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Lewiston Morning Tribune Thursday, August 7, 1997

Jurors begin pondering Leas case; Panel recesses after two hours of deliberations

David Johnson

MOSCOW -- Jurors in the Fred Leas child custody interference trial heard closing arguments and deliberated for two hours Wednesday without reaching a verdict.

The panel is scheduled to return to the jury room at 8:45 this morning to decide the fate of a man who claims the judicial system has already robbed him of his children.

Leas, 49, took the witness stand in his own defense Wednesday morning and denied he intentionally violated the law when he took his two young daughters to South Dakota last summer.

But Latah County Deputy Prosecutor Robin Eckmann told jurors during closing arguments that they should believe the evidence, not the denials of a man who went so far as to dye his two young daughters' hair, change their names and go by an alias himself to hide from authorities.

"The only evidence that he didn't commit this crime is his denial," said Eckmann.

"The intent of the defendant has been proved beyond a reasonable doubt."

Leas' attorney, Latah County Public Defender Steven C. Mahaffy of Moscow, pleaded with members of the jury to review the evidence closely, especially the denials of his client.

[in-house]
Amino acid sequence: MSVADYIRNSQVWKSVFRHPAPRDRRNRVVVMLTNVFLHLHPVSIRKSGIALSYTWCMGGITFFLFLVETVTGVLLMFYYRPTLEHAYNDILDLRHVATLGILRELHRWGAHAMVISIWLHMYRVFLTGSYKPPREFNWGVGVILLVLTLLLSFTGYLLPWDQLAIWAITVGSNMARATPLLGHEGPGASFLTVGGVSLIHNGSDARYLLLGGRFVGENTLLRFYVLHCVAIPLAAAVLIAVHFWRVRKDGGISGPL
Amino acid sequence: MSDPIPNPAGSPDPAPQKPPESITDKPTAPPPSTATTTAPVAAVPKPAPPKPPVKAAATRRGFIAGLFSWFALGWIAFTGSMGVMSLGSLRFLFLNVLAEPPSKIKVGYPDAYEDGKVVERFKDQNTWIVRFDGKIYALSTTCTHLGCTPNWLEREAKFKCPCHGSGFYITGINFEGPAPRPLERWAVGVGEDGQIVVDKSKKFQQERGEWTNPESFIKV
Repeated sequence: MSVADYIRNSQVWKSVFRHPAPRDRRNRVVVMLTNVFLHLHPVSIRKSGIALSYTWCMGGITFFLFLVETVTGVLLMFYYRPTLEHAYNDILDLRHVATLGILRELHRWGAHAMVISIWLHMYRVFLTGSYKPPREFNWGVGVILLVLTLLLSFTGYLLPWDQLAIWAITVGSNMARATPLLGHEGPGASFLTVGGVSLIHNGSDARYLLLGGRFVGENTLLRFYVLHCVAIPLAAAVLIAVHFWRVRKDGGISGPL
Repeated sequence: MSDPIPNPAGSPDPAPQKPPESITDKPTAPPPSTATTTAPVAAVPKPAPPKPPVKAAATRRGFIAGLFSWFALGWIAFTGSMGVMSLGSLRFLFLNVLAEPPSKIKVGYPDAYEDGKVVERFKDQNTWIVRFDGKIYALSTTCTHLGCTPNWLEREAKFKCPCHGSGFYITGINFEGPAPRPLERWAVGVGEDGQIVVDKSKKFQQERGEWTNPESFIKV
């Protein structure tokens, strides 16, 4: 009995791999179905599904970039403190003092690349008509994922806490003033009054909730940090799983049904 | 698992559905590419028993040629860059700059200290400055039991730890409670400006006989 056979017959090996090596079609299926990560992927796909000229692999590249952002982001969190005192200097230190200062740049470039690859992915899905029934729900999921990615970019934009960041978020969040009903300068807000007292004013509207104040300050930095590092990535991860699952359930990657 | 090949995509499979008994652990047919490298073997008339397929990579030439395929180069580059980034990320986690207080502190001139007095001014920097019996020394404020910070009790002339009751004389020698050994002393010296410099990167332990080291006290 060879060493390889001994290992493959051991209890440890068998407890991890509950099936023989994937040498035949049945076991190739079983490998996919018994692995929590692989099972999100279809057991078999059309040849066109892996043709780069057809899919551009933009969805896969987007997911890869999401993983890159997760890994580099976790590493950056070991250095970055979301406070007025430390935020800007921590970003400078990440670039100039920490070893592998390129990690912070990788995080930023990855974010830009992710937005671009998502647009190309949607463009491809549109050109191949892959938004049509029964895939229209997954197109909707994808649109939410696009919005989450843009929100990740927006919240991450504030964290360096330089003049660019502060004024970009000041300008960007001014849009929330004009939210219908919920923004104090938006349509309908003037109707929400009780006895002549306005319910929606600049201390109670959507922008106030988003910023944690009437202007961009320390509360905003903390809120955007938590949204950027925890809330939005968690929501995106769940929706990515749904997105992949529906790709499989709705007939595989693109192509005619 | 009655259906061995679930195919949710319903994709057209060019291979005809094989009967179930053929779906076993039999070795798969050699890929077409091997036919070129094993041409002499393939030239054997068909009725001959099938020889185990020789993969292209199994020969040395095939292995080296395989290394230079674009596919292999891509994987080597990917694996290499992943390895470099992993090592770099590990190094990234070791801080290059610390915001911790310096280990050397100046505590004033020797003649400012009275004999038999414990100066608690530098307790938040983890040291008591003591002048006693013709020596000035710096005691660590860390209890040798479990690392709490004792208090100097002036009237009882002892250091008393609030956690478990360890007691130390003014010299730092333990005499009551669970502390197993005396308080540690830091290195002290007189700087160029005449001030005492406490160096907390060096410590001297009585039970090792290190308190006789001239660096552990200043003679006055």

"No, no, no, no, not intentionally," said Mahaffy, repeating the denials. "Was he telling you the truth? You bet. You bet he was."

Leas faces up to five years in prison and a $50,000 fine if found guilty. He is accused of taking his two daughters, ages 7 and 8 at the time, in violation of a custody order between him and his ex-wife, Ruth Mohr, formerly of Moscow and now of Boise.

Outside the presence of the jury, Leas answered questions from Mahaffy about alleged abuse of the children by Mohr and her husband. Idaho law provides that a parent can violate a custody order if the children are in imminent danger of physical harm.

But 2nd District Judge John R. Stegner of Moscow has consistently ruled throughout the case, including prior to trial, that the accusations by Leas of child abuse amount to hearsay and lack evidence enough to serve as a legal defense.

Even though one of the Leas children testified that she and her sister were spanked by their mother a number of times, made to stand in corners and locked in their room, Stegner said the discipline measures didn't amount to physical harm.

Leas also testified with the jury out of the courtroom that he reported some 20 or more alleged abusive incidents to authorities prior to fleeing with his children.

"Ruth Mohr's behavior is not on trial here. Fred Leas' behavior is," Stegner said, explaining why he has refused to let the defendant testify about the alleged abuse.

"I'm not saying I'm right, but I've given it the thought I have and I'm saying it's not relevant."

Mahaffy, while honoring Stegner's decisions before the jury, spent much time objecting for the record and making a case for appeal.

He has said several times that if Leas is convicted, he will appeal the decision on grounds that his client was not allowed an opportunity to tell "the whole story."

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Last modified: August 14, 1997
Email: Joe Huffman